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Podcast: The COVID-19 Crisis and Behavioral Health

  • June 10, 2020
  • APA Leadership, What APA is Doing For You

The public health emergency caused by the COVID-19 pandemic has had an enormous impact on virtually all facets of our daily lives, especially health care. While the ultimate effects of COVID-19 on both individuals and populations are unclear, we know we will have to navigate the impact of the pandemic on the behavioral health system. The rates of depression, suicide, and substance use are expected to surge as communities continue to struggle with COVID-19 cases—along with the fear, isolation, children falling behind in education and unemployment that comes with the pandemic. It is essential that policymakers ensure that communities have continued access to mental health and substance use disorder services not only during, but also in the aftermath of this pandemic.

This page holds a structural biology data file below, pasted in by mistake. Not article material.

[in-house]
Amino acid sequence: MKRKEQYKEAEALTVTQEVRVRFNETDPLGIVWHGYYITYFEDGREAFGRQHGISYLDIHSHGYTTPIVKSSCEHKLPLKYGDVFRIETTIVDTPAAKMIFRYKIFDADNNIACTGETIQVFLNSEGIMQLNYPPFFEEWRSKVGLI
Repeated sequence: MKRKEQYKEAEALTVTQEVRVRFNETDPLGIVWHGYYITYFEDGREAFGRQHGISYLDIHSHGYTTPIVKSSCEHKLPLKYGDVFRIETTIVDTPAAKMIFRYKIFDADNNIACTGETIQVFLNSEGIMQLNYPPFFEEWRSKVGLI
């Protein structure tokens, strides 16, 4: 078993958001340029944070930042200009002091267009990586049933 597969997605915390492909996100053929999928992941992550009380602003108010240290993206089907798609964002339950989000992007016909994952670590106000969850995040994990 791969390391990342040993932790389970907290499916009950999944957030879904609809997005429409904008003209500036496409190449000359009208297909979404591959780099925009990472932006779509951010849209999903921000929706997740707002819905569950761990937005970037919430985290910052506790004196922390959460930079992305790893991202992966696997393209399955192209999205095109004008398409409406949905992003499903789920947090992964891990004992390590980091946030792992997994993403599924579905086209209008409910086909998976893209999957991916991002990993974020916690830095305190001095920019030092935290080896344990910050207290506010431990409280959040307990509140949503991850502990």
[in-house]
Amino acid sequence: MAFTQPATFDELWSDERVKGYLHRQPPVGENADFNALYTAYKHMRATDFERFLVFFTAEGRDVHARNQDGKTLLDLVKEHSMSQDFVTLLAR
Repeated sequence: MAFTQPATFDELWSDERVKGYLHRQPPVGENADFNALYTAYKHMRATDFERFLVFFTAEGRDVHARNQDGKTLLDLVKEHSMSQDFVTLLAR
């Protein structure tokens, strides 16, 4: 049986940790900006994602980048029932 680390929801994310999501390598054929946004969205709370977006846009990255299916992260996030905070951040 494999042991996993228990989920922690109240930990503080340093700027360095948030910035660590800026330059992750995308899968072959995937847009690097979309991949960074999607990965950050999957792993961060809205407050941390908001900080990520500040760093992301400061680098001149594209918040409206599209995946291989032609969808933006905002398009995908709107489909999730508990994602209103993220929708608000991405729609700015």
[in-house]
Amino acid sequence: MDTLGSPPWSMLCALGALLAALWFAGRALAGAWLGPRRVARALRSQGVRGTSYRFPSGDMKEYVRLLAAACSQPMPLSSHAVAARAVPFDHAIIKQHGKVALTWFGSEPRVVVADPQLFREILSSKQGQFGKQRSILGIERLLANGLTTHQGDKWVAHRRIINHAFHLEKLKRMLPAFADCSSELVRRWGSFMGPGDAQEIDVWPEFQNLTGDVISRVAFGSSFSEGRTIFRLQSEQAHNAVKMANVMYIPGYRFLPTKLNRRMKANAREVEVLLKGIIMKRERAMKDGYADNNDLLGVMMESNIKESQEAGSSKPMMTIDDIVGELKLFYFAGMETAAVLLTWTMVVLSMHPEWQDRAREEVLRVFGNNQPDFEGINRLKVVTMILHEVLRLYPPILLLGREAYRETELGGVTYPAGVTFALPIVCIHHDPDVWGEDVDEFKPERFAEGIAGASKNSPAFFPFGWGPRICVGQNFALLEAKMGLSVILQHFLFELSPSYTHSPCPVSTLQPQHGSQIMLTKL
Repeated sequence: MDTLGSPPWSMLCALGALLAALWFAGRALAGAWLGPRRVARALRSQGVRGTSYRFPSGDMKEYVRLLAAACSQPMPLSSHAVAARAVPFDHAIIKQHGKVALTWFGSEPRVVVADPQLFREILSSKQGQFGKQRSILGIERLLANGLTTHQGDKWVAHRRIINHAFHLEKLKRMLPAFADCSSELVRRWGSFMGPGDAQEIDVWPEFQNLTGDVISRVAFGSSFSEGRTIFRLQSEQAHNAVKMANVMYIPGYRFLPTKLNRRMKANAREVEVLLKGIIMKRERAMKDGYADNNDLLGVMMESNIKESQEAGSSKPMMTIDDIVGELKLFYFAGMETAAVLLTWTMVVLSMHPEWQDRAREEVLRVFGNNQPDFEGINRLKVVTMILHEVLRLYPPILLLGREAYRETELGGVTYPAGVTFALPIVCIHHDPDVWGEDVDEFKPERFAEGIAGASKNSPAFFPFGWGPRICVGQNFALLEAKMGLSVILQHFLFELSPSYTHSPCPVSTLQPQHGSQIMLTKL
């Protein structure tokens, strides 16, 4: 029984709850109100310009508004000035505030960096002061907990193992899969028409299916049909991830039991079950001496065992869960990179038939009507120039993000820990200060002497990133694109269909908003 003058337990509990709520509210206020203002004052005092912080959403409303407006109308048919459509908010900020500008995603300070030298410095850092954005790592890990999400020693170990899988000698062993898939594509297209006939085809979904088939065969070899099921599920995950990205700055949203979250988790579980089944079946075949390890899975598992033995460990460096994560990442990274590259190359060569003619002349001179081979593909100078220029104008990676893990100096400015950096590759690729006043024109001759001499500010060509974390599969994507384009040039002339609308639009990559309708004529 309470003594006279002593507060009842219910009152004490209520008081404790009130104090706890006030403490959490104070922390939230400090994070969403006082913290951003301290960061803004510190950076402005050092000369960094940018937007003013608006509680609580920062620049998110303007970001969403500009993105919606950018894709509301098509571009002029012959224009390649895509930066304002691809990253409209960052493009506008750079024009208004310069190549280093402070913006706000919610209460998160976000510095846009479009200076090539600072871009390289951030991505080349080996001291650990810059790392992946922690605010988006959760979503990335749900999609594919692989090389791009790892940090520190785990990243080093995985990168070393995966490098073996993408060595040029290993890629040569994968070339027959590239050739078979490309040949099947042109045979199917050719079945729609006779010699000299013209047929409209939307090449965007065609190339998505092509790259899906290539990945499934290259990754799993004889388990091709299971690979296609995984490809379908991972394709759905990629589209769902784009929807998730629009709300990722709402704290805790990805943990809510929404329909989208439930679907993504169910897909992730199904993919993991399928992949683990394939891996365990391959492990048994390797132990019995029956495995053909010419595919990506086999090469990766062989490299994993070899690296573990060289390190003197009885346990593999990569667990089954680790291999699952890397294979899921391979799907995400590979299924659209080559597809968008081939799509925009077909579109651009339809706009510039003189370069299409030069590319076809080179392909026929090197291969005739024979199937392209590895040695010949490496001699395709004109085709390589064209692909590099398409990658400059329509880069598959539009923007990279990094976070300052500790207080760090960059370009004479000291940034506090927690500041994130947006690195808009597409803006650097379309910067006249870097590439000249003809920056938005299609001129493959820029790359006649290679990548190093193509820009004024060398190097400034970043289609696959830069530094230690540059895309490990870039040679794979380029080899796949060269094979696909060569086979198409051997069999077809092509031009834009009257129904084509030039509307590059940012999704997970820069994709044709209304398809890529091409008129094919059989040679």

I recently sat down with the Association of State and Territorial Health Officials’ (ASTHO) Public Health Review podcast to talk about the challenges facing public health officials today, especially as they relate to mental health. Among the immediate changes to mental health brought on by the COVID-19 pandemic are a dramatic increase in the use of telepsychiatry, particularly after a loosening of restrictions on telehealth services by the Centers for Medicare and Medicaid Services (CMS).

Respondents to a recent survey of APA members on the use of telepsychiatry during the pandemic reported treating upwards of 75% of their patients with telepsychiatry, whether digitally or over the phone. Respondents also reported no-show rates have reduced dramatically with telehealth. Research shows that keeping the first appointment leads to keeping subsequent ones, a continuation of therapy overall, etc. Telehealth also increases medication compliance, which leads to fewer ER visits, fewer inpatient admissions, etc.

This pandemic has laid the limitations of the health care system bare and presented a unique opportunity to really decide what the future of American health care will look like.

I encourage you to listen to the full episode of Public Health Review, which includes Joe Parks, M.D., Medical Director and Vice President of Practice improvement, National Council for Behavioral Health and Anne Zink, M.D., FACEP, Chief Medical Officer, Alaska Department of Health and Social Services using the player below.

Medical leadership for mind, brain and body.

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